April / May 2020 Newsletter


Health and Housing Equity Connection

Gilvar Consulting Services Newsletter

April / May 2020

This month’s topic: Equity and Mindfulness in the Time of Crisis

Equity and mindfulness represent two core values that inform my coaching, leadership training, and consultation work.  This month’s newsletter explores why maintaining focus on each is especially important during times of crisis such as the current pandemic.

In a future newsletter I’ll explore why I believe mindfulness represents a critical pathway to working toward equity.  For now, I hope you enjoy the interviews, articles, and other resources that provide strategies for keeping each at the forefront as we collectively work toward ending the pandemic, regardless of our individual role.


The economic relief package in the CARES Act includes over $6 billion for the Department of Housing and Urban Development to increase communities’ capacity to prevent the spread of coronavirus among three groups disproportionately comprised of People of Color: those living homeless, those at-risk of homelessness, and those with HIV.   This funding represents a necessary but insufficient response given that we know existing systems produce inequitable outcomes. Will we once again look at these populations and say the problems are too hard or too expensive to fix, or will we address systemic drivers and undertake real change? 

In this American Public Health Association blogpost, Rose Englert, Ben King, and I address this question and suggest some action steps for applying a racial equity lens to preventing the spread of coronavirus among homeless and other vulnerable populations. We then argue that the short-term changes in approach that result from leading with equity can be converted into much needed long-term change.

Now more than ever it’s clear that homelessness is a Public Health crisis that requires significant leaps in cross-sector collaboration enabling leaders in Public Health, homeless services, and community health care to better align and integrate their work. The equity lens may provide a helpful catalyst and framework for this collaboration.  If nothing else, it helps us to collectively call out the “too expensive” and “too intractable” excuses as unjust and finally put them to rest.

Other great resources for leading with equity in serving vulnerable populations within the current crisis are available from National Innovation Service, National Alliance to End Homelessness, and Corporation for Supportive Housing.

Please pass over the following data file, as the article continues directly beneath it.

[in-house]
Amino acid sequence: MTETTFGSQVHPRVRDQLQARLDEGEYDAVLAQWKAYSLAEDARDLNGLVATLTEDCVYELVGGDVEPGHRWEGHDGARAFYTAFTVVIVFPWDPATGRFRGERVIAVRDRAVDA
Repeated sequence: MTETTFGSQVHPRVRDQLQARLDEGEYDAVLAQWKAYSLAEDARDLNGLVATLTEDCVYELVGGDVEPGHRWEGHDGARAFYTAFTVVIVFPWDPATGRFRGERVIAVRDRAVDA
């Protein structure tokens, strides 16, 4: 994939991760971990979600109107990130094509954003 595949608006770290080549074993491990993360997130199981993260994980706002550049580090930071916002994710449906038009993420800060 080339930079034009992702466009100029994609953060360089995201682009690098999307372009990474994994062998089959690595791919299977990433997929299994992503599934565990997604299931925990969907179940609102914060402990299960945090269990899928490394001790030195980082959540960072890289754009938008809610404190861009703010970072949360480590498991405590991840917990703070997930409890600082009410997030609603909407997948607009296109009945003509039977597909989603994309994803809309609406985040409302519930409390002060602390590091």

In a 4/8/20 special episode of C4’s Changing the Conversation podcast series I was interviewed by host Jeff Olivet on the topic of Mindfulness in the Time of Crisis.  The idea for this episode was to offer a mindfulness practice that helped me immensely in working with the stress that I felt working on disaster responses, for example, managing shelter clinics for evacuees of Hurricanes Katrina and Rita.  I was able to tell some stories that hopefully are relatable for frontline workers in the COVID response and then share a brief guided mindfulness exercise that I hope proves helpful to anyone who is working with increased stress during this pandemic.

Numerous other perspectives on this topic can be found at the Tricycle Magazine site.

Other Articles

City of Dallas Equity Assessment of Affordable Housing Policies

Along with colleagues Christine Campbell and Michele Williams, John conducted a racial equity assessment of the City of Dallas’s affordable housing policies.  The assessment relied on extensive community input and culminated in a presentation of 11 recommendations for change to the Dallas City Council.  The findings and recommendations are summarized in this final report.  Recommendations start on page 8, following the executive summary.

Accelerating Organizational Anti-Racism Work with Adaptive Leadership and Mindful Communication Practices

Transformational change at an organizational or systems level requires both deep listening and the willingness of leaders possessing decision-making authority to collaborate with those most directly impacted by the problems necessitating change. Few leaders I know would dispute this premise in the abstract, but many might struggle to explain in concrete terms how they walk the walk as well as they talk the talk. Moving organizations and communities from words to action around redressing institutionalized racism requires leaders not only to put listening and collaboration skills to the test, but to leap beyond the comfort zone of routine approaches to problem solving. Adaptive leadership and mindful communication practices can provide an excellent platform from which to dive into the deep water of acknowledging racism and other structural forms of oppression as powerful drivers of inequities in the areas of health, housing, and economic advancement.

Cross-silo Partnerships Boldly Tackling Inequities in the Midst of the Pandemic

New COVID-19 hospitalization data shine a stark light on the connection between homelessness and poor health.  The Minnesota Department of Health found that people residing in homeless shelters who were diagnosed with COVID-19 were 4 times more likely to be hospitalized and 3 times more likely to be admitted to an intensive care unit (ICU) than the overall population of Minnesota residents with a COVID+ diagnosis.  The hospitalization and ICU rates for people living unsheltered were even worse:  almost 10 times more likely to be hospitalized and 7 times more likely to receive treatment in an ICU.